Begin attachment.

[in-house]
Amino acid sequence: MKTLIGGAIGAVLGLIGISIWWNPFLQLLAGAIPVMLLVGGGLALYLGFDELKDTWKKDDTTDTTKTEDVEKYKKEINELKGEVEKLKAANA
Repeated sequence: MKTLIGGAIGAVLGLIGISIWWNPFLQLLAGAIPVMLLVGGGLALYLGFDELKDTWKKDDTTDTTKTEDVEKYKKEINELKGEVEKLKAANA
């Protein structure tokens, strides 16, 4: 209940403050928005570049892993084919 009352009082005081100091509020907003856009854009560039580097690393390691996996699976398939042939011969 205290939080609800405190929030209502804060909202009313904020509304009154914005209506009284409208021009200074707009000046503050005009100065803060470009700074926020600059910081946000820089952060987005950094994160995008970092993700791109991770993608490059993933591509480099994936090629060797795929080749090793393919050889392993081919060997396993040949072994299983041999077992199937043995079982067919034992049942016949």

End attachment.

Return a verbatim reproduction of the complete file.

[in-house]
Amino acid sequence: MKTLIGGAIGAVLGLIGISIWWNPFLQLLAGAIPVMLLVGGGLALYLGFDELKDTWKKDDTTDTTKTEDVEKYKKEINELKGEVEKLKAANA
Repeated sequence: MKTLIGGAIGAVLGLIGISIWWNPFLQLLAGAIPVMLLVGGGLALYLGFDELKDTWKKDDTTDTTKTEDVEKYKKEINELKGEVEKLKAANA
């Protein structure tokens, strides 16, 4: 209940403050928005570049892993084919 009352009082005081100091509020907003856009854009560039580097690393390691996996699976398939042939011969 205290939080609800405190929030209502804060909202009313904020509304009154914005209506009284409208021009200074707009000046503050005009100065803060470009700074926020600059910081946000820089952060987005950094994160995008970092993700791109991770993608490059993933591509480099994936090629060797795929080749090793393919050889392993081919060997396993040949072994299983041999077992199937043995079982067919034992049942016949």